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Homework Help: Geodesic on a cone, calculus of variations

  1. Jun 22, 2012 #1
    I have to find the geodesics over a cone. I've used cylindrical coordinates. So, I've defined:

    [tex]x=r \cos\theta[/tex]
    [tex]y=r \sin \theta[/tex]

    Then I've defined the arc lenght:

    So, the arclenght:
    [tex]ds=\int_{r_1}^{r_2}\sqrt { 1+A^2+r^2 \left ( \frac{d\theta}{dr}\right )^2 }dr[/tex]

    And using Euler-Lagrange equation:
    [tex]\frac{\partial f}{\partial \theta}=0[/tex]
    [tex]\frac{\partial f}{\partial \dot \theta}=-\frac{r^2\frac{d\theta}{dr}}{\sqrt{1+A^2+r^2\left ( \frac{d\theta}{dr}\right )^2}}[/tex]
    [tex]\frac{d}{dr}\frac{\partial f}{\partial \dot \theta}=0 \rightarrow \frac{\partial f}{\partial \dot \theta}=-\frac{r^2\frac{d\theta}{dr}}{\sqrt{1+A^2+r^2\left ( \frac{d\theta}{dr}\right )^2}}=K

    The differential equation which I've arrived is non linear. I don't know if what I've done is fine. I know the problem can also be done using spherical coordinates instead of cylindrical, but I've choossen to do it this way.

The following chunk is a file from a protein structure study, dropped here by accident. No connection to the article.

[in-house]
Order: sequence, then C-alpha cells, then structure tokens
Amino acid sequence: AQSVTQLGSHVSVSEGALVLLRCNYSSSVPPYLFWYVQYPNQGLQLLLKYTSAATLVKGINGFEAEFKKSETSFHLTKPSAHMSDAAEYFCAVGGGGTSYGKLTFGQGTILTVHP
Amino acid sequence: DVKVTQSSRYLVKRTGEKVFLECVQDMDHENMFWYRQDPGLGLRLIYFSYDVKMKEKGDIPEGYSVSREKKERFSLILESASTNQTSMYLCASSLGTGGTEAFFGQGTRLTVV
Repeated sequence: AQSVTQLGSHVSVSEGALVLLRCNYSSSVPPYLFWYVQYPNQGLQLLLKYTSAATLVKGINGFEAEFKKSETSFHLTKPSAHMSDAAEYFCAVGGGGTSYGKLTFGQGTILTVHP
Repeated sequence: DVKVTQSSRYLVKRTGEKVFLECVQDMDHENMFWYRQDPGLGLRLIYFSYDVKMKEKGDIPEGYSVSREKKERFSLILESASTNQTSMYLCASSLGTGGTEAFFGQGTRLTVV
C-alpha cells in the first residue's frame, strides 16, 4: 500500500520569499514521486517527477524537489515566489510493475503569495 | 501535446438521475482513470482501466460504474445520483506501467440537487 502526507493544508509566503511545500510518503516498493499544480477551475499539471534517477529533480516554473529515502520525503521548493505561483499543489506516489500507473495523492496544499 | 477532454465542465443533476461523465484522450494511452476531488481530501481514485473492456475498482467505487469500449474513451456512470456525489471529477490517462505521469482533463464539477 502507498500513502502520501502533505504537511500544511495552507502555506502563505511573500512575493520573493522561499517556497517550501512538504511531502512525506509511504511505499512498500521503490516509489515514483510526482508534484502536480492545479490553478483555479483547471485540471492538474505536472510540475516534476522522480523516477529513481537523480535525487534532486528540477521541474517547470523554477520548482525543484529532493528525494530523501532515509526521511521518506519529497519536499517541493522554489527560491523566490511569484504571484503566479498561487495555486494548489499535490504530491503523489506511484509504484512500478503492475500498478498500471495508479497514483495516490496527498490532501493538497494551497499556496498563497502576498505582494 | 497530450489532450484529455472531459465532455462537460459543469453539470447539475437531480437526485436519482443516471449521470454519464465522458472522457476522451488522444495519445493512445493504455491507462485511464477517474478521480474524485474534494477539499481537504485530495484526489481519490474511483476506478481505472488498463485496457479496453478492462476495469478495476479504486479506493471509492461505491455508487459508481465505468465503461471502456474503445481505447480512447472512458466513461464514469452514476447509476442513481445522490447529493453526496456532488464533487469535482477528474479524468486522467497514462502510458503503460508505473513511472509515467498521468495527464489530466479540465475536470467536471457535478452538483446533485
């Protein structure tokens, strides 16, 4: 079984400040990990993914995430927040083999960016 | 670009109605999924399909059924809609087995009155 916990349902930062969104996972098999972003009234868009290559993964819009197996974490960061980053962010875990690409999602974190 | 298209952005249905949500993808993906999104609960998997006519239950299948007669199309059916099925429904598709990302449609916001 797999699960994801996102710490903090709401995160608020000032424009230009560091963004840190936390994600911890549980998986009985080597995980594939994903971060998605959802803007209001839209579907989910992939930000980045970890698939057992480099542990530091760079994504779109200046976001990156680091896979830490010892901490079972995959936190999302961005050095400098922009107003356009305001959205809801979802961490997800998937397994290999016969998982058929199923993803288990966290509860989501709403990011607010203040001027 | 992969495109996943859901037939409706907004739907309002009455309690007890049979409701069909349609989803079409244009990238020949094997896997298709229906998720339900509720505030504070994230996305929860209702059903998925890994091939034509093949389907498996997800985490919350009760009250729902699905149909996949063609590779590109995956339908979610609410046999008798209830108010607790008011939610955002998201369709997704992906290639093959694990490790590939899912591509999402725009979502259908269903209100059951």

2. jcsd
  3. Jun 23, 2012 #2
    Is it separable? I didn't simplify your expression, but it looks like you might have

  4. Jun 23, 2012 #3
    Yes, you're right:
    [tex]r^2\frac{d\theta}{dr}=K \sqrt{ 1+A^2+r^2\left ( \frac{d\theta}{dr}\right )^2 }
    [tex]r^4 \left ( \frac{d\theta}{dr} \right )^2=\gamma \left [ 1+A^2+r^2\left ( \frac{d\theta}{dr}\right )^2 \right ]
    [tex]r^4 \left ( \frac{d\theta}{dr} \right )^2=\gamma \left [ 1+A^2+r^2\left ( \frac{d \theta}{dr}\right )^2 \right ]
    [tex](r^4-r^2\gamma) \left ( \frac{d\theta}{dr} \right )^2=\gamma \left [ 1+A^2 \right ]
    [tex]d\theta=\sqrt{ \frac { \eta }{r^2(r^2-\gamma) }}dr
    eta and gamma are constants.

    Anyway, I wanted to know if what I did was ok. I don't care that much about the integral :P

    Thank you algebrat.
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